Lee C. Gerhard is principal geologist of the Kansas Geological Survey at the University of Kansas. He received his B.S. in geology at Syracuse University and M.S. and Ph.D. at the University of Kansas. He has combined academic, government, and industry leadership and technical appointments, including petroleum exploration, management of research and exploration programs, oil and gas regulation, and reservoir geology. His research interests are in carbonate sedimentology, petroleum geology, and environmental public policy. Gerhard was state geologist of North Dakota and directed a marine laboratory in the U.S. Virgin Islands. Prior to returning to Kansas, he was Getty Professor of Geological Engineering at the Colorado School of Mines, and he operated Gerhard and Associates, an independent petroleum-exploration company.
Gerhard is an honorary member of the American Association of Petroleum Geologists (AAPG), the Association of American State Geologists, and the Kansas Geological Society. He is a former president of the AAPG Division of Environmental Geosciences and an honorary member of that organization. He has published more than 150 papers and books on geology, petroleum exploration, natural resources, and environmental policy, and he was cochairman of the AAPG Ad Hoc Committee on Global Climate Issues.
William E. Harrison is deputy director of the Kansas Geological Survey. He received B.S. and M.S. degrees in geology from Lamar University and the University of Oklahoma, respectively. He joined Shell Oil Company as an exploration geologist in the Gulf Coast Division, and worked in the Houston and New Orleans Districts. Harrison left industry to attend Louisiana State University, where he received his Ph.D. in organic geochemistry. He worked in the Geologic Research Department of ARCO before going to the Oklahoma Geological Survey and the University of Oklahoma, where he held the Klabzuba Chair of Geology in the School of Geology and Geophysics.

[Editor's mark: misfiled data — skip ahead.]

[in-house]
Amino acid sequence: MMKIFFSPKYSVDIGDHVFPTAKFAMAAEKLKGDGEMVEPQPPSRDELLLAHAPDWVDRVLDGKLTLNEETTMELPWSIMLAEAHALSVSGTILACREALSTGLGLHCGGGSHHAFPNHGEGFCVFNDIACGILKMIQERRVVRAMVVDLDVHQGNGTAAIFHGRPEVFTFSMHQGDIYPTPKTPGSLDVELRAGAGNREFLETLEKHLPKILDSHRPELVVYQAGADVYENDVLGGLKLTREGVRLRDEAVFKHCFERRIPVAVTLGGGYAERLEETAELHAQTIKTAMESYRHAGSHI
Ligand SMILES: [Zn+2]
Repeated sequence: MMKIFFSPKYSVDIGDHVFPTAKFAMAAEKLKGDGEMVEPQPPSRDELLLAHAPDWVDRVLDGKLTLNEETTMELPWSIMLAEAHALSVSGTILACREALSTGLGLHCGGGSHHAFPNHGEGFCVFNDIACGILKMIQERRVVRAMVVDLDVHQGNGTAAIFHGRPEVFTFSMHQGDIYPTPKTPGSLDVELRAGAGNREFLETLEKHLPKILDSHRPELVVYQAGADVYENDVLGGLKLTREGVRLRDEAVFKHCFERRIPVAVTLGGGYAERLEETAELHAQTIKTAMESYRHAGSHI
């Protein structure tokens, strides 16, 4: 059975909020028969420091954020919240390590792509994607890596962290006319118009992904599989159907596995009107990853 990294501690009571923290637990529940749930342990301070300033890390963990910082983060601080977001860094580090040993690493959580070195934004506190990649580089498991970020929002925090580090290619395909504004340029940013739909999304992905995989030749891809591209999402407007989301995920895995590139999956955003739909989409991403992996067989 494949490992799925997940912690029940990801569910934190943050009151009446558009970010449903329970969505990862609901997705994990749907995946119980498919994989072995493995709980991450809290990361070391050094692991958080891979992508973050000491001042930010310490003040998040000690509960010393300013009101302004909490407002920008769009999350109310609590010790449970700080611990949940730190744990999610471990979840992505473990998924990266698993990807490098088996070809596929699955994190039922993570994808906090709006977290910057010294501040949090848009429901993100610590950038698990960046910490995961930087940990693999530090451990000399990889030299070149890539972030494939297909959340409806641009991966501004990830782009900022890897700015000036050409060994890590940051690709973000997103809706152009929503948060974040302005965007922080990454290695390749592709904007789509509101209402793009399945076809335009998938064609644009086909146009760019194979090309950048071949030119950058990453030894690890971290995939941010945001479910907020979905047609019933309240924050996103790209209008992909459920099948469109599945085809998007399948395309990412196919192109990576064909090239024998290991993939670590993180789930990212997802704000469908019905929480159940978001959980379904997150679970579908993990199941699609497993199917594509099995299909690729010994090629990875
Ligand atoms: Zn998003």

Harrison rejoined ARCO as research director and was responsible for developing programs in petroleum geochemistry, quantitative basin modeling, reservoir characterization, and predrill porosity prediction. He joined the DOE Idaho National Engineering and Environmental Laboratory (INEEL) and held management positions with EG&G and Lockheed-Martin. He was responsible for a nationally recognized program in earth, life, and environmental sciences, and successfully transferred several INEEL technologies to the private sector. Harrison is president-elect of the Division of Environmental Geosciences of the American Association of Petroleum Geologists.
Bernold M. "Bruno" Hanson (1928-2000) was a mentor who touched the careers and lives of many of today's professional geologists. He served as president of the American Association of Petroleum Geologists and was a leader of alumni advisory committees for the advancement of education in geology. A native of North Dakota, Hanson was notably successful in the discovery of oil and gas. He was president of the Hanson Corporation, of Midland, Texas, for 40 years. Previously, he was employed by Magnolia (Mobil) Corporation and held several management positions with Exxon Corporation. He received his baccalaureate degree in geology from the University of North Dakota, and his master's and honorary doctorate from the University of Wyoming. Hanson published geological articles about Alaska, west Texas, and North Dakota oil fields and reservoirs.
Among his many activities in AAPG, Hanson was the founder and first president of the Division of Environmental Geosciences and cochairman of the Ad Hoc Committee on Global Climate Issues. He received the Sidney Powers Medal, AAPG's highest award, in 1996. He also received honors from the University of Wyoming, the University of North Dakota, the Boy Scouts of America, and the city of Midland, Texas. The Permian Chapter of Professional Secretaries International named him "Boss of the Year."